relighting from coals: am I doing this right?

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wagdog

Member
Feb 12, 2021
58
Way up nord VT
I feel like I'm getting a handle on the Englander NC-32 we installed about three weeks ago (replacing an old King that I used for 25 years). It's a lot different from the old King that's for sure.

I'm finding that I'm getting good long burn times (more accurately "heating times") from the stove when I bring it up to temperature, slowly bringing the air intake down and gaining control, then running it fairly hot (with the secondary ignition happening). It runs steady like this with little to no input from me for hours once it's under control.

When run like that, I find I have a bed of completely burnt ashes in front, and quite a bit of hot coals in the back.

So on reload, here's what I'm doing:

1. Open the air all the way for about 15 minutes.
2. Remove the ash from the front.
3. Pull most of the hot coals to the front half of the firebox, leaving a very shallow bed of coal in the back.
4. Reload using splits, rounds, etc..
5. Keep the door cracked until I get flames and the stovepipe temp starts moving upward.
6. Close door, wait till the stovepipe/stovetop starts climbing in temp, start closing air, which brings the temp up, until I have a good hot fire and control.

Sound about right?
 

Poindexter

Minister of Fire
Jun 28, 2014
2,377
Fairbanks, Alaska
I don't see a problem with your method, don't have a non cat stove. On my cat stove the only thing I would change is your step #6 because of the catalytic combustor.
 
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Woody5506

Minister of Fire
Feb 14, 2017
868
Rochester NY
If it works then there's nothing wrong with that method. I personally don't see the need to open up the air for any significant time prior to opening the door and raking coals forward, and I never remove the ash until an actual stove clean out day. Although in an effort to put off those clean out days since it is tedious, I have been removing the condensed chunks of ash that form. Easier to pull those out and put them in an ash bucket than loose ash.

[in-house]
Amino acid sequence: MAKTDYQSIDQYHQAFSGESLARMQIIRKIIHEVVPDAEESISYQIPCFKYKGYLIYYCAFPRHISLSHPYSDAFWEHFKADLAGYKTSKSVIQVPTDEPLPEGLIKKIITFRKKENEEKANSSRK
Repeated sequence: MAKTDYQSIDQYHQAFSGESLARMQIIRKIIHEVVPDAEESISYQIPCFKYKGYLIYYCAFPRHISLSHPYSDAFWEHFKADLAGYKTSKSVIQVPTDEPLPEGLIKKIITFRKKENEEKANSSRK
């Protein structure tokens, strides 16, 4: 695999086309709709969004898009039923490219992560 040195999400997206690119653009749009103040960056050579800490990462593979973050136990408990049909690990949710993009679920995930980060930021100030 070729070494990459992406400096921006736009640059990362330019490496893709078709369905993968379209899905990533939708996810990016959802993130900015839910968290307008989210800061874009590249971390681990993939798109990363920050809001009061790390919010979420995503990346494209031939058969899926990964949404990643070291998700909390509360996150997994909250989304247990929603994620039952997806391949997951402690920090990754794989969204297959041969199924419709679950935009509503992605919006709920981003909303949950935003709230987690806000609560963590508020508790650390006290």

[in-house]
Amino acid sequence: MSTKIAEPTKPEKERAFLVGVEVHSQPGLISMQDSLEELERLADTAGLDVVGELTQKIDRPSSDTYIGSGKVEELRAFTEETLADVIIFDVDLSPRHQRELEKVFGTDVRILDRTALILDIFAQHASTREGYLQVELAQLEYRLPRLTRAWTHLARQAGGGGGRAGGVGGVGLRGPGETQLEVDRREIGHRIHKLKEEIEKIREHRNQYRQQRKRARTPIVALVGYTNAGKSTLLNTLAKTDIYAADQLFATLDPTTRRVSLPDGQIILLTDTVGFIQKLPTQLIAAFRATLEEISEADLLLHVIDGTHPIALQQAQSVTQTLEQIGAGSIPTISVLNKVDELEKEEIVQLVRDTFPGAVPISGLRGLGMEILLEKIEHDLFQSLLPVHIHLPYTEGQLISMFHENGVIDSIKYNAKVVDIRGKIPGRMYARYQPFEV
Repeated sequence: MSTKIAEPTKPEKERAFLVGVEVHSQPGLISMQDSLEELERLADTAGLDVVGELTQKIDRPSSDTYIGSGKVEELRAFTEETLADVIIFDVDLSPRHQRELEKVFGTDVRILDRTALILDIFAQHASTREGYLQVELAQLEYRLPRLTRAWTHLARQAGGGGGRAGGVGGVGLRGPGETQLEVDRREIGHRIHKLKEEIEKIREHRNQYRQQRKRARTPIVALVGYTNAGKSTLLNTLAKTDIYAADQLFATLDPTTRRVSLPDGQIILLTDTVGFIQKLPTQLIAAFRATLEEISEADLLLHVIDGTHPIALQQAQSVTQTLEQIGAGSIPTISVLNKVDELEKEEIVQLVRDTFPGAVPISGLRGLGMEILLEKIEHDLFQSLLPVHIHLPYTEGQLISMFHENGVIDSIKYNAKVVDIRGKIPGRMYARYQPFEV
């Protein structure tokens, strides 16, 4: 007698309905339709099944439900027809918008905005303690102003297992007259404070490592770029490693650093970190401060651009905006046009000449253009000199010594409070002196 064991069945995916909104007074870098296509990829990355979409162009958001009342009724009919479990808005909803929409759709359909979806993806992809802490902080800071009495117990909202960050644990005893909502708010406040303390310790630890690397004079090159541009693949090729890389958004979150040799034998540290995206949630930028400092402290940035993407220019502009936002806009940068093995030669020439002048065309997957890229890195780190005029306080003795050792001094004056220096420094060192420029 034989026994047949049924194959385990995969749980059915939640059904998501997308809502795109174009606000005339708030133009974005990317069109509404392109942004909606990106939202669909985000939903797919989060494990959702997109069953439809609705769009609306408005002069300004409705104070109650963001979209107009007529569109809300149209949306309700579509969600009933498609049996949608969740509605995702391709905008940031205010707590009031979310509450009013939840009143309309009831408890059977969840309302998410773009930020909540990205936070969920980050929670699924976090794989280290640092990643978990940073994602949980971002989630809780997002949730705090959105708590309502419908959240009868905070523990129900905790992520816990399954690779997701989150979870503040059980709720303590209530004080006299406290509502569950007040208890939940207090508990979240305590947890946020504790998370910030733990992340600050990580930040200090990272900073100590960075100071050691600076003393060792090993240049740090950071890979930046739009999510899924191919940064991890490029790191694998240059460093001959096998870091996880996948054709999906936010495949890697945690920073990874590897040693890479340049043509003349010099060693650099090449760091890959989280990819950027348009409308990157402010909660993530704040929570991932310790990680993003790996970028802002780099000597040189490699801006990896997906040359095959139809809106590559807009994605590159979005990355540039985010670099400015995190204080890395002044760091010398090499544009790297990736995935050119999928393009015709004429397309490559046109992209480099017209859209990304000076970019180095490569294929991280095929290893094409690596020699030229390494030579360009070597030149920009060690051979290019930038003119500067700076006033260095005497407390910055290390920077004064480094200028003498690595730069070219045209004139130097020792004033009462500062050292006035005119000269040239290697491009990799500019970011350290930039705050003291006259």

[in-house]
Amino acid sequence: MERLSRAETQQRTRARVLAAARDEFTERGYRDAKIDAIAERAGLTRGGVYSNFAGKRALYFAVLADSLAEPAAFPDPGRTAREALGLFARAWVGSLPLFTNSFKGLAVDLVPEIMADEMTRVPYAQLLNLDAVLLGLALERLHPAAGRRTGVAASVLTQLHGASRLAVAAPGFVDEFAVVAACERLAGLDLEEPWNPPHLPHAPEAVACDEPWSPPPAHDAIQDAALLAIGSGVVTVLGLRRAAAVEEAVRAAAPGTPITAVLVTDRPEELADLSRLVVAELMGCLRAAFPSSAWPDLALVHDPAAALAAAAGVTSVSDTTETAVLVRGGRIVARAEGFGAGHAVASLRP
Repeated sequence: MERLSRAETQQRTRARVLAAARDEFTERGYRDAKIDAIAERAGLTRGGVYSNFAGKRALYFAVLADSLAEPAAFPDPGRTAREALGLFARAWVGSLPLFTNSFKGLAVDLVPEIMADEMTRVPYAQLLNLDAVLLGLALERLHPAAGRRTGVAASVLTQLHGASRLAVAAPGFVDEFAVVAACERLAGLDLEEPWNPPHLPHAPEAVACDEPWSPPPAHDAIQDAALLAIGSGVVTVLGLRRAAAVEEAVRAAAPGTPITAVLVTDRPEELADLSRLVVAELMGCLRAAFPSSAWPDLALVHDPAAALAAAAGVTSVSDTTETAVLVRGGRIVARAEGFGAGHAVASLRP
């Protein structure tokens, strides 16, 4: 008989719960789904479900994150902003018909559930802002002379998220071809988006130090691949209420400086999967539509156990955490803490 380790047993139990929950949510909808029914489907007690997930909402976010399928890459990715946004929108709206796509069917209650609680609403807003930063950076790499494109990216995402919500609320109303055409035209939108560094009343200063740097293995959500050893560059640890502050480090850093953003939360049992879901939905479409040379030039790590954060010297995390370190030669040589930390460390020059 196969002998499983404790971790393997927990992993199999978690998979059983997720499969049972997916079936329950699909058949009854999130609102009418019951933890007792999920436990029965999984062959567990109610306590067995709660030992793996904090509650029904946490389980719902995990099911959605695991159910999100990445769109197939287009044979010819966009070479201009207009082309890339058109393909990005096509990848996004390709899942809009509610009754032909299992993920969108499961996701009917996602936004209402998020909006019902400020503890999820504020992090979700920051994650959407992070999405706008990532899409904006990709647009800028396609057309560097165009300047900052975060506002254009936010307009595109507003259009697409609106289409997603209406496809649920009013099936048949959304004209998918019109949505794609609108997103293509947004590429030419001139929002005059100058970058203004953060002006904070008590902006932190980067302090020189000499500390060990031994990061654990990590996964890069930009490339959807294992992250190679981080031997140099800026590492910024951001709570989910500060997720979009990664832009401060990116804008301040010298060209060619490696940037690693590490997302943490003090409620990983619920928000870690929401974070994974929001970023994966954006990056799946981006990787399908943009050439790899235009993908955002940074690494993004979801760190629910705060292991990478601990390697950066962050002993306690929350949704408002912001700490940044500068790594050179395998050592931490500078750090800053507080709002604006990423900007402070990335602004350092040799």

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wagdog

Member
Feb 12, 2021
58
Way up nord VT
Seems good but I’d leave ashes until they build up every few days. About an inch is actually better than none. It will give some insulation for the coals on longer burns.
Ok, thanks, I’ll try leaving more ashes.

It’s tough to retrain after so many years with a completely different stove! My previous stove had grates and the air intake was on the bottom, under the grates. I’d shake the grates and the ash would fall down to a pan leaving any coals.

With the new epa stove, I found I was ending up with significant coals in the rear of the firebox. Raking them to the front before restarting has significantly reduced the amount coals I’m cleaning out.
 

begreen

Mooderator
Staff member
Nov 18, 2005
89,678
South Puget Sound, WA
You're doing fine. All of us have to adjust burning habits when running a different stove. It often takes a month or so to fall into the groove.
 
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wagdog

Member
Feb 12, 2021
58
Way up nord VT
You're doing fine. All of us have to adjust burning habits when running a different stove. It often takes a month or so to fall into the groove.
It’s interesting (to me anyway) how much technique there is to what should be a simple task (i.e. burning wood in a metal box).

I didn’t know about the whole epa stove and catalytic thing when I bought this stove. I just knew I had to replace my old stove and this one looked good and had decent reviews. Seemed weird that the air comes from above the fire, but sure enough, it works.

Figuring out the restart from coals and how to fully burn them off has been a big help.

Same with starting cold using a top down fire; seemed completely counterintuitive to me ‘til I tried it - worked great! I now get why it works, but would have never thought of it ‘til I read about it here.
 

begreen

Mooderator
Staff member
Nov 18, 2005
89,678
South Puget Sound, WA
Wood is a natural product with many variables like moisture content, species, etc. Then there are the variables of the installation and weather. Learning to roll with these variables is part of the art of burning.
 
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